Monday, June 20, 2011

Melvin's Pride in Oakland Legacy Aids Team's Turnaround

Ever since Bob Melvin took over as A's manager, he has consistently shown one thing that has been lacking in the A's organization since 2005: Pride. He especially has shown pride in the A's history and its rich Oakland legacy.

And his style of embracing the A's 43-plus years of 'Oakland-ness' has helped turn the team around, yielding six straight wins before Wednesday night's close loss. Despite the setback, Melvin has done the unthinkable in just two weeks: He brought the A's back to respectability.

Most importantly, Melvin's style is what A's fans have been waiting for and what Lew Wolff and Billy Beane have been trying to avoid for years. Melvin's success speaks to the owners' lie that they can't succeed in Oakland. For, Melvin has almost instantly succeeded by doing what the owners have stubbornly refused to do: embrace Oakland.

Melvin immediately took the No. 6 for his jersey. It was Captain Sal Bando's number, he explained -- a reference to the A's third baseman and team captain of Oakland's World Series dynasty of the early 1970s.

Almost immediately, Melvin has embraced the Oakland Coliseum, boasting to the media that he not only remembered the A's dynasty of the '70s and the great La Russa/Alderson teams of the late '80s, but he also attended the legendary Day on the Green concerts held each summer at the Coliseum back in the day. Melvin said he went to the 1976 concert with the legendary co-headliners, The Who and The Grateful Dead. More importantly, he's welcoming former A's legends with open arms, like when he enthusiastically welcomed Oakland baseball legend Rickey Henderson during the Bay Bridge Series to help teach the young A's about baserunning.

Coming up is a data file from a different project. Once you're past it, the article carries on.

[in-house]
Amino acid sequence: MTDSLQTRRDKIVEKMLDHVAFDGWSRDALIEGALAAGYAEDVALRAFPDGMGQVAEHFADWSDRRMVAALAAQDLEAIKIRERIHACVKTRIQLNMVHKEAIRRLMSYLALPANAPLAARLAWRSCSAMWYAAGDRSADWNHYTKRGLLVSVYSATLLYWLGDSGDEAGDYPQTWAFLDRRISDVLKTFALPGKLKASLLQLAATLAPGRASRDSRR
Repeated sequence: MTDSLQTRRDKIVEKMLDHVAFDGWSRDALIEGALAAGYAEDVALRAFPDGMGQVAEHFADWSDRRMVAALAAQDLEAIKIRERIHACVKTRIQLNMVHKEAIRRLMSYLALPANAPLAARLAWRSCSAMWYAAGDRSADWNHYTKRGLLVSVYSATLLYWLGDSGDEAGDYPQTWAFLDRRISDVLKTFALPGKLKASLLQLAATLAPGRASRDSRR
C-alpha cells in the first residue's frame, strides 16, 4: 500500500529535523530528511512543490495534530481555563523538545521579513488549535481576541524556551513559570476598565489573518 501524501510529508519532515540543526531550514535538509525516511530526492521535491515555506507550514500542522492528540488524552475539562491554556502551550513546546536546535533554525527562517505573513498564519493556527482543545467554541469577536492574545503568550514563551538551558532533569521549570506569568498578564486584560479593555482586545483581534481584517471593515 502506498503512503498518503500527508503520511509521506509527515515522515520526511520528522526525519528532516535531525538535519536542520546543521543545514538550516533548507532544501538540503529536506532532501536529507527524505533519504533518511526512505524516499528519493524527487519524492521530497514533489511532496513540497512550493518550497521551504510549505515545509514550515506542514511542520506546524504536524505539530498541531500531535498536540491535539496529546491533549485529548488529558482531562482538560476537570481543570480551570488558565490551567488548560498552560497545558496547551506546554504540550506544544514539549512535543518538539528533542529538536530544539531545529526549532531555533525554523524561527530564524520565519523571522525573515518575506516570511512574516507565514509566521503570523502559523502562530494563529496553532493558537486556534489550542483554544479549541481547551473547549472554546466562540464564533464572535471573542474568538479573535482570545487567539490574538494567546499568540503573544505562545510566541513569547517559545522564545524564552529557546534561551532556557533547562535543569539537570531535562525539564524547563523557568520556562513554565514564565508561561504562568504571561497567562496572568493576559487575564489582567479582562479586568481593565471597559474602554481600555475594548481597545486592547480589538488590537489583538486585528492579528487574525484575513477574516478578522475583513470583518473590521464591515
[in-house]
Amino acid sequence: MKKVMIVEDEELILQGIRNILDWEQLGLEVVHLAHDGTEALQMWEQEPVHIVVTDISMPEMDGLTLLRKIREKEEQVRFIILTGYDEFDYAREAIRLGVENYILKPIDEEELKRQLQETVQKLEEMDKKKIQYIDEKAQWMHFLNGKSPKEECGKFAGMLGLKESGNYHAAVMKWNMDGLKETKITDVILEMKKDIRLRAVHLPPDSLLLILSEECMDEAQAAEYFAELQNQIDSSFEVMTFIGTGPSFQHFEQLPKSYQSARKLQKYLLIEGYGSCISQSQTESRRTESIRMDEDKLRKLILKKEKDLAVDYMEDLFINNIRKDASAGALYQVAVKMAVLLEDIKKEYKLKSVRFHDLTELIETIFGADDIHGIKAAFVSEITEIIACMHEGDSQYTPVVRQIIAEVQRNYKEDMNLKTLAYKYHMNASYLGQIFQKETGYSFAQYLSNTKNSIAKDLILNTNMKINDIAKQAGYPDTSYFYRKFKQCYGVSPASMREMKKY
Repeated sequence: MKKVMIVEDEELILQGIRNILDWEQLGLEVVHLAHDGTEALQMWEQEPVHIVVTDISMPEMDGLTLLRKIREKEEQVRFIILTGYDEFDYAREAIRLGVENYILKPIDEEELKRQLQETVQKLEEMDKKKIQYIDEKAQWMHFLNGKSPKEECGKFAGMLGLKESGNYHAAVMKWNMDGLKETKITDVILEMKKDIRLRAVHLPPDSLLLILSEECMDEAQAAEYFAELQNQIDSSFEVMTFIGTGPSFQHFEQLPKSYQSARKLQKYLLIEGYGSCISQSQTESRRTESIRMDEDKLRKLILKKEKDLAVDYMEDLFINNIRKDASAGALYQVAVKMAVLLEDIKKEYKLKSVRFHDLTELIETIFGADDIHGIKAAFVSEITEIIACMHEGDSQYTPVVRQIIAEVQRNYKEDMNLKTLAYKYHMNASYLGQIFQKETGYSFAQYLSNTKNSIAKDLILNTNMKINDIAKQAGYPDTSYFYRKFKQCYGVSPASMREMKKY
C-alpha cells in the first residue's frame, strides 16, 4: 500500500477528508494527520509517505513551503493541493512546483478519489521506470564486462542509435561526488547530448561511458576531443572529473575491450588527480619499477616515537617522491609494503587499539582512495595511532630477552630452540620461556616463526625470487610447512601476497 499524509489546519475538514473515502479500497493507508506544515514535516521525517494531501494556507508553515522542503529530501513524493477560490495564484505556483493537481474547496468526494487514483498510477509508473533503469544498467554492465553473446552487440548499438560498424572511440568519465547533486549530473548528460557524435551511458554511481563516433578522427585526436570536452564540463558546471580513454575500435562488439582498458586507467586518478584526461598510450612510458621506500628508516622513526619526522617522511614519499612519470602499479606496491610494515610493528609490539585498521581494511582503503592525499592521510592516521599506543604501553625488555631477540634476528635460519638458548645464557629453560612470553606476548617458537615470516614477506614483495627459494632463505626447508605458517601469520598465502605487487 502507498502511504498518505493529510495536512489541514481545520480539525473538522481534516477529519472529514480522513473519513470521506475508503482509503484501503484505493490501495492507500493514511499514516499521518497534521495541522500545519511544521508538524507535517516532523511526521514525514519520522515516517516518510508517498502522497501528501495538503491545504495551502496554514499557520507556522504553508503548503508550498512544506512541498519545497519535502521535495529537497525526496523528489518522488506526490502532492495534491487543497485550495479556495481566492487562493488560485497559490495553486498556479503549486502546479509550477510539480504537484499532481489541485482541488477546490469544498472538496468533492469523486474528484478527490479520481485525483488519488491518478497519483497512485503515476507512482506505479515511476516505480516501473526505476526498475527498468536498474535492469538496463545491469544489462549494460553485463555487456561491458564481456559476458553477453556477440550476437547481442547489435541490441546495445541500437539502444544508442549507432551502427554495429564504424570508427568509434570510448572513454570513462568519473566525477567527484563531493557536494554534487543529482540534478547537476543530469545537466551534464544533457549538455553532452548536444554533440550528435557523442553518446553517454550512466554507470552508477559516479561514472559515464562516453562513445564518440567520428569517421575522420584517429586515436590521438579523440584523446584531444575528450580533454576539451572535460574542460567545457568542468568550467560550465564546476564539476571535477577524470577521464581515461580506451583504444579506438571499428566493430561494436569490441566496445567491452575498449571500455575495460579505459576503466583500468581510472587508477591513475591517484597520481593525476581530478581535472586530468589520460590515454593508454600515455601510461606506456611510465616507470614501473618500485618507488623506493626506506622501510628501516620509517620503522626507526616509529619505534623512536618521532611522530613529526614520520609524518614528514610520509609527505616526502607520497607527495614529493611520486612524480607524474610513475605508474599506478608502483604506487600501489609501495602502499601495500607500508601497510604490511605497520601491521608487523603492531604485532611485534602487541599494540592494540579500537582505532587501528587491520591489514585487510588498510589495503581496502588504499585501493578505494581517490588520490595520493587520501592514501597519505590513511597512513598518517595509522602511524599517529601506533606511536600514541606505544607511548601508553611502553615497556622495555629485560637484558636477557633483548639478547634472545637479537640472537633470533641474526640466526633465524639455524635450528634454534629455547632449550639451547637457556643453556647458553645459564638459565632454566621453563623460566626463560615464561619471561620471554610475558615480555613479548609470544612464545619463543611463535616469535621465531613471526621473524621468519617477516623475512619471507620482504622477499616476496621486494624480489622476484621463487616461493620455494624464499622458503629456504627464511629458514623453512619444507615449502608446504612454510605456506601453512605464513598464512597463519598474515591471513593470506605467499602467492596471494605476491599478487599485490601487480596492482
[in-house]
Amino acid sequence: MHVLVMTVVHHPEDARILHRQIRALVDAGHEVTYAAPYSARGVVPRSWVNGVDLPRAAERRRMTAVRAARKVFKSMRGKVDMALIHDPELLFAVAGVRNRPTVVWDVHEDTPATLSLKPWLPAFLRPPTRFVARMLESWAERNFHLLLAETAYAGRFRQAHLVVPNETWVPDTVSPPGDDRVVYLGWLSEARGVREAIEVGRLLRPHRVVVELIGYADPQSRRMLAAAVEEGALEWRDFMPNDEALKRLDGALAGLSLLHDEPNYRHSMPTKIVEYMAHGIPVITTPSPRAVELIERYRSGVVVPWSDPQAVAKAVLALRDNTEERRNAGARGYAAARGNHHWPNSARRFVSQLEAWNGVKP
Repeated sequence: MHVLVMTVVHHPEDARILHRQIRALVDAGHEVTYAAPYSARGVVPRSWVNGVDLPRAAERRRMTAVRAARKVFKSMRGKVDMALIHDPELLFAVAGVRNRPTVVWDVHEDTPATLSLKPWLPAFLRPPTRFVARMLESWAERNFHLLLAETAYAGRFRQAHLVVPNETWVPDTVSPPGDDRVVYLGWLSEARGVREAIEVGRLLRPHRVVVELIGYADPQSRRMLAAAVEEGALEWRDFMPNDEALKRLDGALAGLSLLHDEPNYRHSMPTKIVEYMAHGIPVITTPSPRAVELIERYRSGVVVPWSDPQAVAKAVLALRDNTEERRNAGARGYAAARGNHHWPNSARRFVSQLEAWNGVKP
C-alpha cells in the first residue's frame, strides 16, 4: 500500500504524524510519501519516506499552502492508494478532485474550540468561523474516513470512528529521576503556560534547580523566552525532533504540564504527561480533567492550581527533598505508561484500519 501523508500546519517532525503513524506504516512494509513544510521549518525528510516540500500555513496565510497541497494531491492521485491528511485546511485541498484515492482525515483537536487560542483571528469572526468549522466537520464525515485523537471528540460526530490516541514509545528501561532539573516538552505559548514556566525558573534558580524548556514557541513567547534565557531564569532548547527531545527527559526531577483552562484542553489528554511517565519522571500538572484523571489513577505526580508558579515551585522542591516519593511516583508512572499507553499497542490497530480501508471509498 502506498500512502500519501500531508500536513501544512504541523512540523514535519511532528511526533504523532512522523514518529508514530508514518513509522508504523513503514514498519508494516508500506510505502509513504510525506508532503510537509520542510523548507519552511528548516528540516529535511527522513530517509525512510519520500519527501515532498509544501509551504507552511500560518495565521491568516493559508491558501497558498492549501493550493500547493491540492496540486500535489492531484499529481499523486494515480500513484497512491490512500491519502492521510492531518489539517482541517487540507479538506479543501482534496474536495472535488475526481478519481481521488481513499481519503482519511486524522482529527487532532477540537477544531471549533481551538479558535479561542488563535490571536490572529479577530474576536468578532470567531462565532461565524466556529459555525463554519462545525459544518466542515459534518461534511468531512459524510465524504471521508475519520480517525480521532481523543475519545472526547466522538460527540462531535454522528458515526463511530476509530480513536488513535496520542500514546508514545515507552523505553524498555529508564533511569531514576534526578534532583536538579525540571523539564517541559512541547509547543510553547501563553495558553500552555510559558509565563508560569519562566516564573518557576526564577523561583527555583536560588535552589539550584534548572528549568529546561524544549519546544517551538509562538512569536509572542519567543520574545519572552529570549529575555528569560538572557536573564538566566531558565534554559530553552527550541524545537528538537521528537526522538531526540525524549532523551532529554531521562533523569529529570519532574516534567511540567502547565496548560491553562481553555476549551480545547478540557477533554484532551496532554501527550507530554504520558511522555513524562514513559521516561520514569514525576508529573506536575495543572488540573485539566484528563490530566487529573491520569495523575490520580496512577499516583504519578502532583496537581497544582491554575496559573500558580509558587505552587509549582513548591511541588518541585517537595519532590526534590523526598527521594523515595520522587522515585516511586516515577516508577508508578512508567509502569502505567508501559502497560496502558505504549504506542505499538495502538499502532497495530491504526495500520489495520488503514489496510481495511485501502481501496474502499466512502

All of this may sound trivial, but it's not. Melvin is showing pride in three things that Wolff, Fisher and Beane have refused to: 1) Oakland baseball history, 2) memories of the Coliseum's heyday, 3) legendary former A's players.

While Wolff and Beane were throwing a pity party -- to quote columnist Ann Killion -- the A's went 28-40 and were considered a "rotting franchise" by many. With Melvin's positive approach, in contrast, he instantly turned the team around -- on the field, in the win column and with the attitude in the clubhouse. We'll take Melvin's way over Wolff's and Beane's way, anytime.

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